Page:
Prebiotic growth of active synthetic cells

The physical growth of synthetic cell-sized compartments genetically programmed but deprived of complex enzymatic membrane synthesis mechanisms remains an open question relevant to the origin of life and to the chemical synthesis of artificial cells. In this work, a HFSP-funded research collaboration demonstrates that phospholipids vesicles capable of expressing proteins can physically grow in a bath of primitive building blocks that spontaneously insert into the vesicles' membrane.

HFSP Program Grant holders Vincent Noireaux and Albert Libchaber and colleagues
authored on Thu, 27 July 2017

The bottom-up construction of synthetic cell systems is a thriving research area that addresses fundamental questions related to the origin of unicellular life and that challenges our current capabilities to engineer synthetic life forms from molecular components. One of the bottlenecks is achieving the physical growth of cell-sized compartments made of a phospholipid membrane boundary capable of encapsulating complex enzymatic reactions such as in vitro protein expression. An important question is how this type of protocell model could have physically grown without sophisticated enzymatic mechanisms such as phospholipid synthesis or cytoskeleton-based processes.

Figure: Growth of phospholipid vesicles in a bath of fatty acids. Vesicles loaded with a cell-free expression system and plasmid DNA are prepared and added to an aqueous solution containing fatty acids micelles. At specific fatty acid concentrations, the vesicles grow in a stable manner while protein expression of a reporter gene occurs, as observed on the right where a fluorescent reporter protein (green) is expressed and interacts with the membrane. With Kind Permission of the European Physical Journal (EJP).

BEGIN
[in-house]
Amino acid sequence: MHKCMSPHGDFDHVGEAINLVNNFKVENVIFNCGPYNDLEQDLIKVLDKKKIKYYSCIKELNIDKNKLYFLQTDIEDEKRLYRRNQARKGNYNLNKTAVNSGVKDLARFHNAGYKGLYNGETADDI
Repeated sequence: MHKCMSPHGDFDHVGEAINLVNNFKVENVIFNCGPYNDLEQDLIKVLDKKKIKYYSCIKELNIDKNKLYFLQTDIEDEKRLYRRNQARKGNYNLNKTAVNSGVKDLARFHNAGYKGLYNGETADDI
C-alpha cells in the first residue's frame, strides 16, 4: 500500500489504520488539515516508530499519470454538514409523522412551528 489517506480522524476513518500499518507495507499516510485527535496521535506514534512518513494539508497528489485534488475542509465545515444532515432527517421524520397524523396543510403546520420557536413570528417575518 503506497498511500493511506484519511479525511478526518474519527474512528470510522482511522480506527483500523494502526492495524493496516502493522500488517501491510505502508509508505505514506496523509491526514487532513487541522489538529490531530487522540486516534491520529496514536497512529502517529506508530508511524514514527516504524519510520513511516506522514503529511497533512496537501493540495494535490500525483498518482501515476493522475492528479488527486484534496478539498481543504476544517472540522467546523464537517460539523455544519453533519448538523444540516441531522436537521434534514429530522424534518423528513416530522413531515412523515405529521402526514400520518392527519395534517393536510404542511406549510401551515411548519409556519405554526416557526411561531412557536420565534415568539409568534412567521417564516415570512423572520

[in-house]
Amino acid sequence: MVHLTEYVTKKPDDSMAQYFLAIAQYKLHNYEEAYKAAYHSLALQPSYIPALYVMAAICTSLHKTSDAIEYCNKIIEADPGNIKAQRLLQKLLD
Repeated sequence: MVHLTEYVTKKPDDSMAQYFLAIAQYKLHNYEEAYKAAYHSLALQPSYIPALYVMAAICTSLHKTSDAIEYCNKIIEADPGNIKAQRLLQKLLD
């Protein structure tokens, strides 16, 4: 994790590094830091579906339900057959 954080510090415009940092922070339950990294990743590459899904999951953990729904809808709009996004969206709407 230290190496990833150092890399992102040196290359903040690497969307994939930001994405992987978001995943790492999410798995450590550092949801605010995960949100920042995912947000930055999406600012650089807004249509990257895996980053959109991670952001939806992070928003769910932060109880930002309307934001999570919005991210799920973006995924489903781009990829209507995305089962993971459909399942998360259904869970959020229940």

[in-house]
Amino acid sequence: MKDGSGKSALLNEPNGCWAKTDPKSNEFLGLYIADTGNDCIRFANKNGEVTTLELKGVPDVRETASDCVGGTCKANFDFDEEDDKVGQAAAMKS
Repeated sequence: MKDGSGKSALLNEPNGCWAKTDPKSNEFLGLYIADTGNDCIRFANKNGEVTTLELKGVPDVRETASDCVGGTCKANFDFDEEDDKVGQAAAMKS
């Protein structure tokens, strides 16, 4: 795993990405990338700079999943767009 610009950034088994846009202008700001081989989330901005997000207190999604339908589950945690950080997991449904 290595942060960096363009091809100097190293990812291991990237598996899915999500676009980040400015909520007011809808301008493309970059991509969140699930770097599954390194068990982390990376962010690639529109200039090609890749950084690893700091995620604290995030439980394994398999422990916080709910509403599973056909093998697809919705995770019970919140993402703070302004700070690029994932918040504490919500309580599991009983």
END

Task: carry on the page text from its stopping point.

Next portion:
In this work, the Libchaber and Noireaux labs demonstrate that cell-sized phospholipids vesicles, loaded with a cell-free expression system and plasmid DNA to express a reporter protein, can physically expand when they are added to a solution containing fatty acid micelles (Figure 1). Fatty acids, found in meteorites for example, are primitive membrane building blocks that form micelles in aqueous solutions. The researchers have determined that the four observed regimes (no growth, stable growth, unstable growth and bursting) depend on the concentration of fatty acids added to the external solution and on the osmotic pressure between the vesicles and the outer solution. They demonstrate that in a relatively large part of this parameter space the phospholipid vesicles grow in stable conditions by spontaneous insertion of fatty acids into the phospholipid membranes of the vesicles. Phospholipids and fatty acids can mix together in thin lipidic bilayer membranes because they are both amphiphilic molecules: they have a hydrophilic part and a hydrophobic part. During the growth process, in vitro protein expression inside the vesicles remains active as observed by fluorescence microscopy (Figure 1). Some of the liposomes bud, which could have served as a step towards division or fission. This work contributes to understanding how protocells could have achieved physical transformation by pure physical means.

The Libchaber and Noireaux labs provide one possible scenario for how primitive cells, capable of recapitulating a process as complex as gene expression, could have physically grown under conditions that do not require highly evolved enzymatic mechanisms for membrane synthesis. Developing other schemes that could explain non-enzymatic self-reproduction of primitive cells will require more investigation.


Growth and instability of a phospholipid vesicle in a bath of fatty acids. Dervaux, J., Noireaux, V., Libchaber, A. Eur. Phys. J. Plus (2017) 132: 284. DOI 10.1140/epjp/i2017-11554-1.

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